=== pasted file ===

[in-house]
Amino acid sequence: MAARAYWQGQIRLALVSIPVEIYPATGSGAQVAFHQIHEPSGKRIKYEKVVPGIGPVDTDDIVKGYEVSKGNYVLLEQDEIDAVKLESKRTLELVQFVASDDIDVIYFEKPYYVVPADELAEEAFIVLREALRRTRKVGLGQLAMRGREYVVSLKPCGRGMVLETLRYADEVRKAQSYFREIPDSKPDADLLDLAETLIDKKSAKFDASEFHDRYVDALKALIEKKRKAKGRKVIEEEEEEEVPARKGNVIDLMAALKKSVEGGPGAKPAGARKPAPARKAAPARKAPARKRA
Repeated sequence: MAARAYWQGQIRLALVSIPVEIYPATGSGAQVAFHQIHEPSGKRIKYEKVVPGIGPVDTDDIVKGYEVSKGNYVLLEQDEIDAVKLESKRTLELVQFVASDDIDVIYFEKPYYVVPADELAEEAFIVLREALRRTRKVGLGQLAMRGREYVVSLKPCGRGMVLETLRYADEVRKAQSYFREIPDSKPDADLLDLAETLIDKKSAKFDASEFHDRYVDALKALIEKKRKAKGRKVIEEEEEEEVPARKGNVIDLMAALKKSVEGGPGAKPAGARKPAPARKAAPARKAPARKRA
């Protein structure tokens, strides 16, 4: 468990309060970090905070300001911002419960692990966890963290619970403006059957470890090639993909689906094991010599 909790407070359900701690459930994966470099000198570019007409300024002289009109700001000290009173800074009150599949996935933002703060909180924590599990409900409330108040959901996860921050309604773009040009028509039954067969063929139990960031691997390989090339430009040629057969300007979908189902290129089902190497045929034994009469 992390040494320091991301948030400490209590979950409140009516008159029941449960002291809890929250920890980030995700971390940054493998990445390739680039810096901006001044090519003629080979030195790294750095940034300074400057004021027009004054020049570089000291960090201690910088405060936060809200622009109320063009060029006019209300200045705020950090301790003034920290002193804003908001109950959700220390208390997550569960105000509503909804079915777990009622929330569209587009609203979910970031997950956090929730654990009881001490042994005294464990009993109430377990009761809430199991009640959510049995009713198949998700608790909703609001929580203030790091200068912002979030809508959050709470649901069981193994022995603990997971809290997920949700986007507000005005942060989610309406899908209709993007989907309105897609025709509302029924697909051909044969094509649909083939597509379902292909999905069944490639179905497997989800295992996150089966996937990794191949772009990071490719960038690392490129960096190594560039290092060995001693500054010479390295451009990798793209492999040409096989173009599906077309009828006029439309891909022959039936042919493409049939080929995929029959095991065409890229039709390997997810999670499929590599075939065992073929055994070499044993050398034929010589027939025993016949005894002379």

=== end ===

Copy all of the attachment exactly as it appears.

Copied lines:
[in-house]
Amino acid sequence: MAARAYWQGQIRLALVSIPVEIYPATGSGAQVAFHQIHEPSGKRIKYEKVVPGIGPVDTDDIVKGYEVSKGNYVLLEQDEIDAVKLESKRTLELVQFVASDDIDVIYFEKPYYVVPADELAEEAFIVLREALRRTRKVGLGQLAMRGREYVVSLKPCGRGMVLETLRYADEVRKAQSYFREIPDSKPDADLLDLAETLIDKKSAKFDASEFHDRYVDALKALIEKKRKAKGRKVIEEEEEEEVPARKGNVIDLMAALKKSVEGGPGAKPAGARKPAPARKAAPARKAPARKRA
Repeated sequence: MAARAYWQGQIRLALVSIPVEIYPATGSGAQVAFHQIHEPSGKRIKYEKVVPGIGPVDTDDIVKGYEVSKGNYVLLEQDEIDAVKLESKRTLELVQFVASDDIDVIYFEKPYYVVPADELAEEAFIVLREALRRTRKVGLGQLAMRGREYVVSLKPCGRGMVLETLRYADEVRKAQSYFREIPDSKPDADLLDLAETLIDKKSAKFDASEFHDRYVDALKALIEKKRKAKGRKVIEEEEEEEVPARKGNVIDLMAALKKSVEGGPGAKPAGARKPAPARKAAPARKAPARKRA
């Protein structure tokens, strides 16, 4: 468990309060970090905070300001911002419960692990966890963290619970403006059957470890090639993909689906094991010599 909790407070359900701690459930994966470099000198570019007409300024002289009109700001000290009173800074009150599949996935933002703060909180924590599990409900409330108040959901996860921050309604773009040009028509039954067969063929139990960031691997390989090339430009040629057969300007979908189902290129089902190497045929034994009469 992390040494320091991301948030400490209590979950409140009516008159029941449960002291809890929250920890980030995700971390940054493998990445390739680039810096901006001044090519003629080979030195790294750095940034300074400057004021027009004054020049570089000291960090201690910088405060936060809200622009109320063009060029006019209300200045705020950090301790003034920290002193804003908001109950959700220390208390997550569960105000509503909804079915777990009622929330569209587009609203979910970031997950956090929730654990009881001490042994005294464990009993109430377990009761809430199991009640959510049995009713198949998700608790909703609001929580203030790091200068912002979030809508959050709470649901069981193994022995603990997971809290997920949700986007507000005005942060989610309406899908209709993007989907309105897609025709509302029924697909051909044969094509649909083939597509379902292909999905069944490639179905497997989800295992996150089966996937990794191949772009990071490719960038690392490129960096190594560039290092060995001693500054010479390295451009990798793209492999040409096989173009599906077309009828006029439309891909022959039936042919493409049939080929995929029959095991065409890229039709390997997810999670499929590599075939065992073929055994070499044993050398034929010589027939025993016949005894002379």